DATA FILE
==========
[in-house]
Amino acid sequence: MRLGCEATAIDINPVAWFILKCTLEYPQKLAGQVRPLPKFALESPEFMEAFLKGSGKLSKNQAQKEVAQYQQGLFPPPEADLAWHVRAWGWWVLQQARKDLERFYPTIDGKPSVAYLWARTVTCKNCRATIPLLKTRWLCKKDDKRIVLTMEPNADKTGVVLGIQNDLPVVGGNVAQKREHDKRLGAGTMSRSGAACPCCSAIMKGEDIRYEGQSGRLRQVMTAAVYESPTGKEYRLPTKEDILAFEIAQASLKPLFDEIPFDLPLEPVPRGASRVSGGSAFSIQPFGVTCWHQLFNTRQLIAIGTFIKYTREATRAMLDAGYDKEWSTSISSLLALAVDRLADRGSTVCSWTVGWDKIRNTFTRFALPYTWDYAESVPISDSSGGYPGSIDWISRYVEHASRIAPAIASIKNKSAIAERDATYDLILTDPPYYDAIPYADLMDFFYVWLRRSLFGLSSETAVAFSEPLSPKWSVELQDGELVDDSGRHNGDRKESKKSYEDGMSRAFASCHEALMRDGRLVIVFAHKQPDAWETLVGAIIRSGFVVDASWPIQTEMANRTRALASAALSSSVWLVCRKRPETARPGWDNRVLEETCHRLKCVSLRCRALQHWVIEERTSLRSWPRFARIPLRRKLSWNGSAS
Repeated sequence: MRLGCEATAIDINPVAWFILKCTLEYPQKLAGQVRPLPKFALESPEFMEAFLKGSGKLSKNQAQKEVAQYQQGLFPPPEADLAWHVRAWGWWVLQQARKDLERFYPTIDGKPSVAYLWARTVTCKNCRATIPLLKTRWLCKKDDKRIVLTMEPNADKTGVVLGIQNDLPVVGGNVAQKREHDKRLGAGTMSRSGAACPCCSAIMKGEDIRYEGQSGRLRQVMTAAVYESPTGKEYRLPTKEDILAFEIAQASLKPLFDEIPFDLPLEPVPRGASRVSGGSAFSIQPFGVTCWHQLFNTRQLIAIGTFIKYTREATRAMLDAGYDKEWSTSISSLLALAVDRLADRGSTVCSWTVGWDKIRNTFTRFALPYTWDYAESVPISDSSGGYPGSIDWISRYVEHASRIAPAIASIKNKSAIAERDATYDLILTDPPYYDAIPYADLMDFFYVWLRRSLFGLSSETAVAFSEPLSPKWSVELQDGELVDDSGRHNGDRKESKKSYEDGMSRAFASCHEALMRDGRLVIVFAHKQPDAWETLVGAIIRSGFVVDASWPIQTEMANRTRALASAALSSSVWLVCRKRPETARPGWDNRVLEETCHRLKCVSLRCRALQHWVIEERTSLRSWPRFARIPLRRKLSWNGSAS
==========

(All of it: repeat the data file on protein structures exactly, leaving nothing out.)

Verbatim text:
[in-house]
Amino acid sequence: MRLGCEATAIDINPVAWFILKCTLEYPQKLAGQVRPLPKFALESPEFMEAFLKGSGKLSKNQAQKEVAQYQQGLFPPPEADLAWHVRAWGWWVLQQARKDLERFYPTIDGKPSVAYLWARTVTCKNCRATIPLLKTRWLCKKDDKRIVLTMEPNADKTGVVLGIQNDLPVVGGNVAQKREHDKRLGAGTMSRSGAACPCCSAIMKGEDIRYEGQSGRLRQVMTAAVYESPTGKEYRLPTKEDILAFEIAQASLKPLFDEIPFDLPLEPVPRGASRVSGGSAFSIQPFGVTCWHQLFNTRQLIAIGTFIKYTREATRAMLDAGYDKEWSTSISSLLALAVDRLADRGSTVCSWTVGWDKIRNTFTRFALPYTWDYAESVPISDSSGGYPGSIDWISRYVEHASRIAPAIASIKNKSAIAERDATYDLILTDPPYYDAIPYADLMDFFYVWLRRSLFGLSSETAVAFSEPLSPKWSVELQDGELVDDSGRHNGDRKESKKSYEDGMSRAFASCHEALMRDGRLVIVFAHKQPDAWETLVGAIIRSGFVVDASWPIQTEMANRTRALASAALSSSVWLVCRKRPETARPGWDNRVLEETCHRLKCVSLRCRALQHWVIEERTSLRSWPRFARIPLRRKLSWNGSAS
Repeated sequence: MRLGCEATAIDINPVAWFILKCTLEYPQKLAGQVRPLPKFALESPEFMEAFLKGSGKLSKNQAQKEVAQYQQGLFPPPEADLAWHVRAWGWWVLQQARKDLERFYPTIDGKPSVAYLWARTVTCKNCRATIPLLKTRWLCKKDDKRIVLTMEPNADKTGVVLGIQNDLPVVGGNVAQKREHDKRLGAGTMSRSGAACPCCSAIMKGEDIRYEGQSGRLRQVMTAAVYESPTGKEYRLPTKEDILAFEIAQASLKPLFDEIPFDLPLEPVPRGASRVSGGSAFSIQPFGVTCWHQLFNTRQLIAIGTFIKYTREATRAMLDAGYDKEWSTSISSLLALAVDRLADRGSTVCSWTVGWDKIRNTFTRFALPYTWDYAESVPISDSSGGYPGSIDWISRYVEHASRIAPAIASIKNKSAIAERDATYDLILTDPPYYDAIPYADLMDFFYVWLRRSLFGLSSETAVAFSEPLSPKWSVELQDGELVDDSGRHNGDRKESKKSYEDGMSRAFASCHEALMRDGRLVIVFAHKQPDAWETLVGAIIRSGFVVDASWPIQTEMANRTRALASAALSSSVWLVCRKRPETARPGWDNRVLEETCHRLKCVSLRCRALQHWVIEERTSLRSWPRFARIPLRRKLSWNGSAS